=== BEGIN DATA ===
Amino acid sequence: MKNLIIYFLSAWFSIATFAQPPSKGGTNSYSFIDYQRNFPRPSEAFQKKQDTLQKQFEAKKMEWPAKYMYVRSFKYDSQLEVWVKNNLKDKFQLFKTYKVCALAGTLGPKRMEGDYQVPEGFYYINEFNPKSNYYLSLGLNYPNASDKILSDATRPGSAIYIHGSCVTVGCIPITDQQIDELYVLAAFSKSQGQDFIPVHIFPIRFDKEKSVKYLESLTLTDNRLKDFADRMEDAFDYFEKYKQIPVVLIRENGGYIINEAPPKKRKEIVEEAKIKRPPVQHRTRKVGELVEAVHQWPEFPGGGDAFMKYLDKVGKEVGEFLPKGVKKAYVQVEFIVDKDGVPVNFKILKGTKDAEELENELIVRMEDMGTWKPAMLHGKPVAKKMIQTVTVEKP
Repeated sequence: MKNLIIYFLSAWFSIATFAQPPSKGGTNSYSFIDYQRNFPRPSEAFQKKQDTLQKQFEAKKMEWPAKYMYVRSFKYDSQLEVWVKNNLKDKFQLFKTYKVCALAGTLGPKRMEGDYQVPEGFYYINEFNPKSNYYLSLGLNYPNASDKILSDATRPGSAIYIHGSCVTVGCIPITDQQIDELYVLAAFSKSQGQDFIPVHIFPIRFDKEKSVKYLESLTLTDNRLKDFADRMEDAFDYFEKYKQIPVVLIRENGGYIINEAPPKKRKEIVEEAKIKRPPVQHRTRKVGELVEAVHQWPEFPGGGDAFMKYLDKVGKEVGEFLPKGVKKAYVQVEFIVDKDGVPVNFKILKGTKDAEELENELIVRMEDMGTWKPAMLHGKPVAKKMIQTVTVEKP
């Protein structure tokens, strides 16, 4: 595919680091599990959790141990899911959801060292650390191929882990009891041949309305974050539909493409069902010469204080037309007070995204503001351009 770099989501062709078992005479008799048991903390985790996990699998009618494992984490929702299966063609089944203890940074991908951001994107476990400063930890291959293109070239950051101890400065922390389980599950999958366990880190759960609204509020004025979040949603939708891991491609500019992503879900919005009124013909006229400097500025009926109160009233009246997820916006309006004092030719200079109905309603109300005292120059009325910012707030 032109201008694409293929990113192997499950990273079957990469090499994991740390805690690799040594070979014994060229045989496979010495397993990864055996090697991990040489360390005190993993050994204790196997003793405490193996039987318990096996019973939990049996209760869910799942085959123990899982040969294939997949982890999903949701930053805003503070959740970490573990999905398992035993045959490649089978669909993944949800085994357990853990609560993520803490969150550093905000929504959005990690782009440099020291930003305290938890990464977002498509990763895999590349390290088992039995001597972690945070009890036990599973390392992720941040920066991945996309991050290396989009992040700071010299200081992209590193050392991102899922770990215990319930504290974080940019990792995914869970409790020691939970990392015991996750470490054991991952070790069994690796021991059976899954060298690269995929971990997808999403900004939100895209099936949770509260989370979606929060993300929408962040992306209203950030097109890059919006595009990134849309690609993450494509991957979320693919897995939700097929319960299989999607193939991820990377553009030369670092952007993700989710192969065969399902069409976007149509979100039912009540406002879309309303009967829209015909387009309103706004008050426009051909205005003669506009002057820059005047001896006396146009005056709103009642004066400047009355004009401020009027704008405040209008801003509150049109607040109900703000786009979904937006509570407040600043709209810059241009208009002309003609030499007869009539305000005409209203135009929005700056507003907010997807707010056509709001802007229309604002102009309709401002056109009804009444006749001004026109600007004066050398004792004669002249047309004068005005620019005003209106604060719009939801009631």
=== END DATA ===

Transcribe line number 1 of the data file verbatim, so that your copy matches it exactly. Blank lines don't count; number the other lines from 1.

Amino acid sequence: MKNLIIYFLSAWFSIATFAQPPSKGGTNSYSFIDYQRNFPRPSEAFQKKQDTLQKQFEAKKMEWPAKYMYVRSFKYDSQLEVWVKNNLKDKFQLFKTYKVCALAGTLGPKRMEGDYQVPEGFYYINEFNPKSNYYLSLGLNYPNASDKILSDATRPGSAIYIHGSCVTVGCIPITDQQIDELYVLAAFSKSQGQDFIPVHIFPIRFDKEKSVKYLESLTLTDNRLKDFADRMEDAFDYFEKYKQIPVVLIRENGGYIINEAPPKKRKEIVEEAKIKRPPVQHRTRKVGELVEAVHQWPEFPGGGDAFMKYLDKVGKEVGEFLPKGVKKAYVQVEFIVDKDGVPVNFKILKGTKDAEELENELIVRMEDMGTWKPAMLHGKPVAKKMIQTVTVEKP